The much talked about GST (Good & Services Tax) has now become a reality. For corporates, the elimination of multiple taxes will improve the ease of doing business. And for consumers, the biggest advantage would be in terms of a reduction in the overall tax burden on goods.
Here’s a list of points on how this new tax would affect the common man –
The biggest change-inceptor in GST is the input-credit-tax, where credits of input taxes paid at each stage of production or service delivery can be availed in the succeeding stages of value addition. This means that the end consumer will thus only bear the GST charged by the last point in supply chain, with set-off benefits at all the earlier stages.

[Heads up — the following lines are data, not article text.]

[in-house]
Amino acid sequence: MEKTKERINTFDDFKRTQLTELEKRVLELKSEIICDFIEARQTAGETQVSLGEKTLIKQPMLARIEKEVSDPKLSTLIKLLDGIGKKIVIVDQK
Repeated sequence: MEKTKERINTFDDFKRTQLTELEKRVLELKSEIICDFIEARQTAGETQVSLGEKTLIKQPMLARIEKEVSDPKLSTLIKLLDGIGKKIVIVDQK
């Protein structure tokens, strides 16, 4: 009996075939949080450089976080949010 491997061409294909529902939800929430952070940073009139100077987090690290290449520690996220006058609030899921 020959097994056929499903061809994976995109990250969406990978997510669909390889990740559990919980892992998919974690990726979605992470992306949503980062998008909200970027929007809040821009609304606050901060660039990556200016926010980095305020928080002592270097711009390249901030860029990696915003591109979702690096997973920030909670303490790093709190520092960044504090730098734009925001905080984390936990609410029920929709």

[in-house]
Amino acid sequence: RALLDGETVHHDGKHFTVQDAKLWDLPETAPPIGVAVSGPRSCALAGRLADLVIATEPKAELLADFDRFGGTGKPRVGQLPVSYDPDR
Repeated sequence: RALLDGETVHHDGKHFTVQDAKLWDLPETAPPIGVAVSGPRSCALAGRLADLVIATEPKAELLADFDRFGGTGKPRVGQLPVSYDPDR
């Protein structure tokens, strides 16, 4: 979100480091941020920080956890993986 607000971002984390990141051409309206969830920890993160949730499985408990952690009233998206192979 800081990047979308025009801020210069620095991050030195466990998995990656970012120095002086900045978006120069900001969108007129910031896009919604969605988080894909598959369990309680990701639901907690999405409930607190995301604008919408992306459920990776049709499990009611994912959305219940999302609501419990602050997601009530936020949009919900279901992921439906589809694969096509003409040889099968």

To ensure that manufacturers and service providers pass on the benefit to the final customer, the government has included an anti-profiteering clause in GST. Under this, it becomes mandatory to pass on the benefit of tax reduction due to input tax credit to the final customer.
Petroleum products such as petrol, diesel and aviation turbine fuel have been kept out of the provision of this tax as of now. The tax Council will take a decision on it at a later date. Alcohol has also been kept out of this tax scheme.
Small traders with annual turnover less than Rs. 20 lakhs are exempt from GST registration. In further relief to small businesses, under the composition scheme, they will benefit from not having to meet with detailed compliances under GST. However, they will not get the benefit of input tax credit. If businesses opt for the composition scheme, traders with turnover below Rs. 75 lakhs will have to pay 1 per cent tax on turnover. Manufacturers will have to pay 2 per cent while restaurant businesses will have to pay 5 per cent.
Hope GST serves you well!
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